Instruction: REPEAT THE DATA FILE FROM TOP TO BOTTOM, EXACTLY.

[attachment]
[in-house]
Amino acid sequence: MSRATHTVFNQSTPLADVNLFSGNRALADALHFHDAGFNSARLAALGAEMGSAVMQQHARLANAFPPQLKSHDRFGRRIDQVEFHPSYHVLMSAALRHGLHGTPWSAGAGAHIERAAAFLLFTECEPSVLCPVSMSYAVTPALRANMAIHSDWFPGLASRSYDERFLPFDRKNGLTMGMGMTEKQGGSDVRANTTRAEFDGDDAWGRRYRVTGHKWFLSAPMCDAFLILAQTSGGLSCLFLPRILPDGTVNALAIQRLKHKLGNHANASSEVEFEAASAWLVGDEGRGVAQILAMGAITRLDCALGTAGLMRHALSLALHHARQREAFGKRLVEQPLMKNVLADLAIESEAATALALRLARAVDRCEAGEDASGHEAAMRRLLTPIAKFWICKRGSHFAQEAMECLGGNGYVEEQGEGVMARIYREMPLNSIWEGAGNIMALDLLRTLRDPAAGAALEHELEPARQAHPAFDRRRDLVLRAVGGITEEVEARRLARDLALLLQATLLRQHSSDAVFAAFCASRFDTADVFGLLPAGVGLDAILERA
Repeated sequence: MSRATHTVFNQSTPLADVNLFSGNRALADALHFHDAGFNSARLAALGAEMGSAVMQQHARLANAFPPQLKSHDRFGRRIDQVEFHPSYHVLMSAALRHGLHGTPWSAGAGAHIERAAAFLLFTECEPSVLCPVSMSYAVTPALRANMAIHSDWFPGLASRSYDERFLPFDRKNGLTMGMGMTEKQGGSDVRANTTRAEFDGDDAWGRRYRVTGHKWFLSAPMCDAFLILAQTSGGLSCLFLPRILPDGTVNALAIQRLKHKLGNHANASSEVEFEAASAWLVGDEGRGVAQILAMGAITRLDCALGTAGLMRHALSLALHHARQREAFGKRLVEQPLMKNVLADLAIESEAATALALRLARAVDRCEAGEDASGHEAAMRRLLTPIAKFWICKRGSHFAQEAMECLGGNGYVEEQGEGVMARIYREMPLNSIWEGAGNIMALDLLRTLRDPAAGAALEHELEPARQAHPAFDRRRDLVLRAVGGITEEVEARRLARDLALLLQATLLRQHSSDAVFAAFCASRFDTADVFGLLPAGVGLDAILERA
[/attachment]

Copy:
[in-house]
Amino acid sequence: MSRATHTVFNQSTPLADVNLFSGNRALADALHFHDAGFNSARLAALGAEMGSAVMQQHARLANAFPPQLKSHDRFGRRIDQVEFHPSYHVLMSAALRHGLHGTPWSAGAGAHIERAAAFLLFTECEPSVLCPVSMSYAVTPALRANMAIHSDWFPGLASRSYDERFLPFDRKNGLTMGMGMTEKQGGSDVRANTTRAEFDGDDAWGRRYRVTGHKWFLSAPMCDAFLILAQTSGGLSCLFLPRILPDGTVNALAIQRLKHKLGNHANASSEVEFEAASAWLVGDEGRGVAQILAMGAITRLDCALGTAGLMRHALSLALHHARQREAFGKRLVEQPLMKNVLADLAIESEAATALALRLARAVDRCEAGEDASGHEAAMRRLLTPIAKFWICKRGSHFAQEAMECLGGNGYVEEQGEGVMARIYREMPLNSIWEGAGNIMALDLLRTLRDPAAGAALEHELEPARQAHPAFDRRRDLVLRAVGGITEEVEARRLARDLALLLQATLLRQHSSDAVFAAFCASRFDTADVFGLLPAGVGLDAILERA
Repeated sequence: MSRATHTVFNQSTPLADVNLFSGNRALADALHFHDAGFNSARLAALGAEMGSAVMQQHARLANAFPPQLKSHDRFGRRIDQVEFHPSYHVLMSAALRHGLHGTPWSAGAGAHIERAAAFLLFTECEPSVLCPVSMSYAVTPALRANMAIHSDWFPGLASRSYDERFLPFDRKNGLTMGMGMTEKQGGSDVRANTTRAEFDGDDAWGRRYRVTGHKWFLSAPMCDAFLILAQTSGGLSCLFLPRILPDGTVNALAIQRLKHKLGNHANASSEVEFEAASAWLVGDEGRGVAQILAMGAITRLDCALGTAGLMRHALSLALHHARQREAFGKRLVEQPLMKNVLADLAIESEAATALALRLARAVDRCEAGEDASGHEAAMRRLLTPIAKFWICKRGSHFAQEAMECLGGNGYVEEQGEGVMARIYREMPLNSIWEGAGNIMALDLLRTLRDPAAGAALEHELEPARQAHPAFDRRRDLVLRAVGGITEEVEARRLARDLALLLQATLLRQHSSDAVFAAFCASRFDTADVFGLLPAGVGLDAILERA